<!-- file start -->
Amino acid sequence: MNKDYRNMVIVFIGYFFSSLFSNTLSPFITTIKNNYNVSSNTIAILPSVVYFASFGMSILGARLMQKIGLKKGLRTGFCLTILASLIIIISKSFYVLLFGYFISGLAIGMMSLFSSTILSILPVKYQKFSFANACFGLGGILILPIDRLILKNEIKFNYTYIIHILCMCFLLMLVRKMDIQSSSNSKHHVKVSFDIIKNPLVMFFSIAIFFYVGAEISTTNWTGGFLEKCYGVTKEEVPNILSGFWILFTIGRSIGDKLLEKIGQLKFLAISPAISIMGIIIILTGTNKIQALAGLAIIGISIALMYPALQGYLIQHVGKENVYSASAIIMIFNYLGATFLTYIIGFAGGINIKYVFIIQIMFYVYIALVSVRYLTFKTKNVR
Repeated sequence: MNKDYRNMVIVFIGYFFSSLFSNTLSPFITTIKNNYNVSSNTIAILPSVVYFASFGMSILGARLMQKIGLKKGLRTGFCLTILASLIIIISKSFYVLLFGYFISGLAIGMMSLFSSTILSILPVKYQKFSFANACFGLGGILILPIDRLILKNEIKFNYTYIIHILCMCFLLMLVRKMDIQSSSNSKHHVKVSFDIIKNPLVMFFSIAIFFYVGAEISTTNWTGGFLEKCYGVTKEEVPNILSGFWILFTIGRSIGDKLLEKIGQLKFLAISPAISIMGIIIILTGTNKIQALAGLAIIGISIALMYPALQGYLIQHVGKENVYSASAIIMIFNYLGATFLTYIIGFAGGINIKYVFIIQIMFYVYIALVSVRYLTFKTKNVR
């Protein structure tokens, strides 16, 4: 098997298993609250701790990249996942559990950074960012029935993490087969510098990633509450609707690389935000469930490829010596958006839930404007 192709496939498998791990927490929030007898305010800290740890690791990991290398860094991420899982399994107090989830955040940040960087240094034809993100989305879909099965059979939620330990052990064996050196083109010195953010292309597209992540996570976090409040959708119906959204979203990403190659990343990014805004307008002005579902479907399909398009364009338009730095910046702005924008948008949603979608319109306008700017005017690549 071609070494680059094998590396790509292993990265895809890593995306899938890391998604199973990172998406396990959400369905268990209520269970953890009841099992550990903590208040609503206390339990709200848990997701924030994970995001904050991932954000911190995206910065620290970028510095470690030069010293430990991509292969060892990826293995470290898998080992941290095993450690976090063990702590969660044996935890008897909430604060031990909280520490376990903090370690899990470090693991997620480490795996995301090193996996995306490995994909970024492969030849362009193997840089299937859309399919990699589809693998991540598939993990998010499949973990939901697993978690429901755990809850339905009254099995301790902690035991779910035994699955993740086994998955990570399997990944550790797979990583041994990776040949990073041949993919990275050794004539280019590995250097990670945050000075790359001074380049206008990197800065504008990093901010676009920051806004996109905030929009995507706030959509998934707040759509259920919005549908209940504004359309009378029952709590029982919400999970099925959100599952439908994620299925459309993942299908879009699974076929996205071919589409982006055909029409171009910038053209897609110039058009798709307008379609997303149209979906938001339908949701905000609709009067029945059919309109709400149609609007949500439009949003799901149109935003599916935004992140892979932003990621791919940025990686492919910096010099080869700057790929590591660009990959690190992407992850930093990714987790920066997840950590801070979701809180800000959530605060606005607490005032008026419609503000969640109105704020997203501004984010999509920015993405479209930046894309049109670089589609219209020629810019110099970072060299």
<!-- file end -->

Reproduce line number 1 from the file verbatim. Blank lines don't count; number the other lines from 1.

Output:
Amino acid sequence: MNKDYRNMVIVFIGYFFSSLFSNTLSPFITTIKNNYNVSSNTIAILPSVVYFASFGMSILGARLMQKIGLKKGLRTGFCLTILASLIIIISKSFYVLLFGYFISGLAIGMMSLFSSTILSILPVKYQKFSFANACFGLGGILILPIDRLILKNEIKFNYTYIIHILCMCFLLMLVRKMDIQSSSNSKHHVKVSFDIIKNPLVMFFSIAIFFYVGAEISTTNWTGGFLEKCYGVTKEEVPNILSGFWILFTIGRSIGDKLLEKIGQLKFLAISPAISIMGIIIILTGTNKIQALAGLAIIGISIALMYPALQGYLIQHVGKENVYSASAIIMIFNYLGATFLTYIIGFAGGINIKYVFIIQIMFYVYIALVSVRYLTFKTKNVR